It’s not too late to make a Halloween themed project! This one came to be because I wanted to combine a cute pumpkin with colorful friendship stars (making it the third project this year where I’ve incorporated these stars)…anyway, my latest mini quilt, Pumpkin & Stars, goes together relatively quick and will definitely show off your festive spirit! The pumpkin in this project is pretty basic, made with scrappy strips; I’m sure you’ve seen it used in several other projects. For mine, all I did was make the easy strippy pumpkin and add stars all the way around, in the traditional black and orange Halloween colors.
After finishing, I thought another variation could be to give it a general autumnal look, leaning away from Halloween by replacing the black with gold, green, tan or taupe…any fall-like colors would work well. It also finishes to a toss pillow size.
This was a really fun project, I recommend it! If you’d like to give it a try, here’s what to do:
PUMPKIN & STARS MINI QUILT
MATERIALS Variety of 2″ strips of orange and black fabric
(1) 1 ½” x 1 ½” square of brown fabric
(1) 1 ½” x 3″ rectangle of green fabric
(1) Fat quarter for background
(1) Fat quarter for backing
(1) Fat quarter for binding
20″ x 20″ quilt batting
GENERAL GUIDELINES RST = Right Sides Together
HST = Half Square Triangle
WOF = Width Of Fabric
Use ¼” seam allowance throughout.
Press seams open unless otherwise indicated.
To make PUMPKIN:
Cut print fabric:
(1) 1 ½” x 1 ½” brown square
(1) 1 ½” x 3″ green rectangle
(6) 1 ½” x 5 ½” orange strips
Cut background fabric:
(6) 1 ½” x 1 ½” squares
(1) 1 ½” x 3″ rectangle
(2) 1 ½” x 6 ½” rectangles
(2) 1 ½” x 8 ½” rectangles
RST, sew (6) orange strips together lengthwise. Press.
Place (1) background square on each corner of the strip unit. Sew on diagonal line. Trim ¼” from sewn line. Press toward corner. Finished unit illustrated below.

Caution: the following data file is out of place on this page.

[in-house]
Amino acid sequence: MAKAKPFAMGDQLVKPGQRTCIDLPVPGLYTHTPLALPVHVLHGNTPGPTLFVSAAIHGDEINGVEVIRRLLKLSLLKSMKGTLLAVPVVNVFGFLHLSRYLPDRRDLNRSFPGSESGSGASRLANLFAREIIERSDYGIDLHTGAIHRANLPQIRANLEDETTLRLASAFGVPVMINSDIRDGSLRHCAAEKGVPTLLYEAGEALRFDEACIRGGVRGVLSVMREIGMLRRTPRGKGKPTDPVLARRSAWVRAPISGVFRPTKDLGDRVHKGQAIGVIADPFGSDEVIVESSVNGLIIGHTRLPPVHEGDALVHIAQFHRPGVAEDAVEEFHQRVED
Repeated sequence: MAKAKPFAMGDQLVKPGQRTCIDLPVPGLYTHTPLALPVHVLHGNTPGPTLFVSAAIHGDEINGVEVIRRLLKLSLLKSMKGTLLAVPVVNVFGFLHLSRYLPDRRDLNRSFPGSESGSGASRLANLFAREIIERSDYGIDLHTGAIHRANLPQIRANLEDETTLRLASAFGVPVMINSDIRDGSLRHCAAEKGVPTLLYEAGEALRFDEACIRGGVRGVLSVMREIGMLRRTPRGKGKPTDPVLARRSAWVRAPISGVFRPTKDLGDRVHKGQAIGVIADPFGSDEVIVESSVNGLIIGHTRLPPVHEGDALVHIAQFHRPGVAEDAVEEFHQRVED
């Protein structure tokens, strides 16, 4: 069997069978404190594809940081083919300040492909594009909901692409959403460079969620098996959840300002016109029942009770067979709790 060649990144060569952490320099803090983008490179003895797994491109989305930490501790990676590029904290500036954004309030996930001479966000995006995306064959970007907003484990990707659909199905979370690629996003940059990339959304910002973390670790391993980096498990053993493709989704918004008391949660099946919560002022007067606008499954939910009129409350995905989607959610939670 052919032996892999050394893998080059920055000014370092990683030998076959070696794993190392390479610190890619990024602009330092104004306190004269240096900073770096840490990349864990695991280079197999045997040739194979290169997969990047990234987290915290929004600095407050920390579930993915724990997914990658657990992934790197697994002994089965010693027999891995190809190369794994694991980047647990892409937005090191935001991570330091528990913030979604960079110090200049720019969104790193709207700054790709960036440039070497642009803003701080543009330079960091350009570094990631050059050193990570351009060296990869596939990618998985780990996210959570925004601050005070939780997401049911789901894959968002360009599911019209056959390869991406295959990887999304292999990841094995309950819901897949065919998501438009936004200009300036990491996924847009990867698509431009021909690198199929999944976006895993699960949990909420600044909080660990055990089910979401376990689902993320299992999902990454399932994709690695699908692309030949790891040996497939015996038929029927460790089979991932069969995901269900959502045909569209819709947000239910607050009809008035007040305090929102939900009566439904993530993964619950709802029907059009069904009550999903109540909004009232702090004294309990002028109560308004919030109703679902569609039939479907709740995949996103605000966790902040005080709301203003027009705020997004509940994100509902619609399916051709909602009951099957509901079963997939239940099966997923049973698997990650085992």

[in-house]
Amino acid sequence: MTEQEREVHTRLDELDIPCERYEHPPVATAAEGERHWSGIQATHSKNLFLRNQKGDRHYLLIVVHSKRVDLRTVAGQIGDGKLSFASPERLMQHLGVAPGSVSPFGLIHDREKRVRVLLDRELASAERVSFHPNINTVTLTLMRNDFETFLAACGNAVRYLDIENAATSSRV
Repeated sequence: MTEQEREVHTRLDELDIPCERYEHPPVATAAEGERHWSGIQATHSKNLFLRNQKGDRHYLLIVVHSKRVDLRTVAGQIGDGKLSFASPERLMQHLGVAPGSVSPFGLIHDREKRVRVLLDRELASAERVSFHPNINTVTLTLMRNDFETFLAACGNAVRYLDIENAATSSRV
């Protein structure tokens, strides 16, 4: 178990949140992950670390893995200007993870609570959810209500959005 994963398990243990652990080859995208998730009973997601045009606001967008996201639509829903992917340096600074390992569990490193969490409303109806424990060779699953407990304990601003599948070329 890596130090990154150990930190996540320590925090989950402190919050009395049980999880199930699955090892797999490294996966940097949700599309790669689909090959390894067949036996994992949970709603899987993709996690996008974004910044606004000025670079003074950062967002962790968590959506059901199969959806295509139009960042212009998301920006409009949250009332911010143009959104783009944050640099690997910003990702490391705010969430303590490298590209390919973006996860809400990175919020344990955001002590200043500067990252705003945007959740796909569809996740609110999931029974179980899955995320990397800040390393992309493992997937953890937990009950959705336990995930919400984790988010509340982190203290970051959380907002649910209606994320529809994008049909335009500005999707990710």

RST, place (2) background squares on the green strip so that the diagonal lines start on the lower left and end on the upper right. Sew on diagonal lines. Trim ¼” from sewn lines. Press toward corners. Finished unit illustrated below.
To make STEM/LEAF UNIT:
Place the 1 ½” x 3″ background strip on the left, the brown square in the middle and the green leaf unit on the right. Sew the background strip onto the left edge of the brown square and the leaf unit onto the right edge. Press.
Sew the stem/leaf unit to the top of the pumpkin strip set. Press.
Your finished pumpkin block will look like this:
To attach BORDERS: Sew (1) 1 ½” x 6 ½” background strip to each edge of the pumpkin block. Press toward the border strips.
Sew (1) 1 ½” x 8 ½” background strip to the top and bottom edge of the pumpkin block. Press.
Unfinished size: 8 ½” x 8 ½”
To make FRIENDSHIP STAR:
Cut print fabric:
(1) 1 ½” x 1 ½” square
(2) 2″ x 2″ squares
Cut background fabric:
(4) 1 ½” x 1 ½” squares
(2) 2″ x 2″ squares
To make HSTs: